• Llewyn says:

          Reviewer time being limited isn’t a problem as it’s clearly utterly unnecessary when we have you to tell us what is and isn’t worth playing, without you even needing to play them!

          Or we could just ignore your moronic whining, I guess.

        • tortortor says:

          I can tell that you find this game extremely provocative, but I don’t really get why. It seems that you have decided that a game that looks like this cannot possibly be a great game, and that there’s some kind conspiracy to hype it up.

          The fact is, SSR is a game that offers some things most games never come close to. Playing it, you can tell how much time went into creating it. Looking at screenshots or even gameplay videos, you probably can’t. Like The Witness, the magic happens when you play it; looking at someone else play isn’t remotely the same.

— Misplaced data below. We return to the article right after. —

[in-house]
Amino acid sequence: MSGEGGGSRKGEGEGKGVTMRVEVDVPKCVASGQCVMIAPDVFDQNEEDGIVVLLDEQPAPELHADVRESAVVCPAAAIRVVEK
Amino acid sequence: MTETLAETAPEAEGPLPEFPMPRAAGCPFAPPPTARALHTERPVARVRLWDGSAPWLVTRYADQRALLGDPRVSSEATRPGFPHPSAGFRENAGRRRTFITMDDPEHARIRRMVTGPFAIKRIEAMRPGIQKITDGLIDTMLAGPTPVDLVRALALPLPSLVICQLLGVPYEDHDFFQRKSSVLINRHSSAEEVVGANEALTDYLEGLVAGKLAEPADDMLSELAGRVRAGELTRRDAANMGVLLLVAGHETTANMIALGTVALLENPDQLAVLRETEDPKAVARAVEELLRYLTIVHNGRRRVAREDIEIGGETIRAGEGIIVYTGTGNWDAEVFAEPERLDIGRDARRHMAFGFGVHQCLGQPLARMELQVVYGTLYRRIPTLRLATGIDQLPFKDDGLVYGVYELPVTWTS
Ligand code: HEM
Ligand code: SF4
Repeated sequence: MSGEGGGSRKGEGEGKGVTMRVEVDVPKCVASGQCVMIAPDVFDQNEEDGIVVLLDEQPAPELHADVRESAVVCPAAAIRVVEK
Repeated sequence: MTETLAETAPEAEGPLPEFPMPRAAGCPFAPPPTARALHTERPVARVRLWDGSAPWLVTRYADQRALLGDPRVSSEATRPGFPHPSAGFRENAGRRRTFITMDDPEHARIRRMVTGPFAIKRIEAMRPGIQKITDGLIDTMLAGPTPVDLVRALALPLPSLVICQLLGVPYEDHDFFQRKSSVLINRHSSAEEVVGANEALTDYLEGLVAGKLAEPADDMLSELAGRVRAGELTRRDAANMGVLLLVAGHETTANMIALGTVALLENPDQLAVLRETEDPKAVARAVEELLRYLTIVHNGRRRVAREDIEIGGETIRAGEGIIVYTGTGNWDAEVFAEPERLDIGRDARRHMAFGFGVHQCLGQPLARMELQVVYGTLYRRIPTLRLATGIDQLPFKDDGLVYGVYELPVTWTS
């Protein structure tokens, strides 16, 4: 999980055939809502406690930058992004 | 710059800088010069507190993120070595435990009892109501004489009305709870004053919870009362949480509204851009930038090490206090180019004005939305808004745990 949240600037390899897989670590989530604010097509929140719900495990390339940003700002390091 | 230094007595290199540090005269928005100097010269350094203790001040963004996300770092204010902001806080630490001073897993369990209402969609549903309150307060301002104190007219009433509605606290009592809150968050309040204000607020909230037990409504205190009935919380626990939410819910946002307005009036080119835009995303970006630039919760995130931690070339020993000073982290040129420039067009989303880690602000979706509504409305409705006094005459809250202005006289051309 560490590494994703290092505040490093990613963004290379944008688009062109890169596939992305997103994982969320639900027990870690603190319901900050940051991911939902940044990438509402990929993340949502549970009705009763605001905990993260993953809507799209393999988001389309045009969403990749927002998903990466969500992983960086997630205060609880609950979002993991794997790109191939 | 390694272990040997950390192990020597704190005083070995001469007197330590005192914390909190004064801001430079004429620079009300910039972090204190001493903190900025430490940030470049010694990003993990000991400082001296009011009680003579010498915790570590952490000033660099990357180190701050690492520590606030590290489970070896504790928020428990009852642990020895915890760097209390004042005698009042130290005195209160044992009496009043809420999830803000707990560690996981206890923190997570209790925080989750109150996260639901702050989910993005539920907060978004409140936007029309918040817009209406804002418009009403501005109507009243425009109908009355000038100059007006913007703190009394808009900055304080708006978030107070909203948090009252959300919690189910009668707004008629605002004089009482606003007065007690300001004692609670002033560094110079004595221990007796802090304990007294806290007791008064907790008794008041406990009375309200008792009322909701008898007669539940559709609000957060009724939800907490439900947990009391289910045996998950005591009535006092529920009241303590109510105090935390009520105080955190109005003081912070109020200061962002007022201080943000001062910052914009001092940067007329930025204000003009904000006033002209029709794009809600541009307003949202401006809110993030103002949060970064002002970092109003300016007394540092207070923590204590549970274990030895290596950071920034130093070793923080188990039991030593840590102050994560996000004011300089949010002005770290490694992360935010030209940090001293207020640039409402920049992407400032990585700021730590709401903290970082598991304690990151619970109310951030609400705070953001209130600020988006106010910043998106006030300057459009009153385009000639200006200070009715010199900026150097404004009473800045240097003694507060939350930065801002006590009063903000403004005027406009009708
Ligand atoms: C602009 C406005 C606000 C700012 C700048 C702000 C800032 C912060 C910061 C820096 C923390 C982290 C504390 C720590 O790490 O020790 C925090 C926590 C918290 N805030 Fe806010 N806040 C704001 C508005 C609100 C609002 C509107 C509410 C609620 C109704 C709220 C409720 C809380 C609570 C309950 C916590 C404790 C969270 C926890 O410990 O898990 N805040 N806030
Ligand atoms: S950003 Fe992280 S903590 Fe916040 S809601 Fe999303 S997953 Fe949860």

If you think it’s expensive, I can recommend Snakebird; it’s a similar type of grid/step based mechanic, and has equally brilliant and frustrating puzzles that thoroughly explore the mechanics without any repetition. It’s also both prettier and cheaper, and “the MSM” has barely noticed it, which seems to be a good thing in your book…

          • Hobbes says:

            @Tortor/KDR11K – My issue is less with the game, and more with the fact that the game is pitched in such a way that it sells itself as some kind of arthouse project that mystically justifies the pricetag attatched to it. My contention is that this game does not warrant that kind of pricetag, nor does it warrant the kind of foaming praise that it’s getting which is effectively creating another “Gone Home” scenario.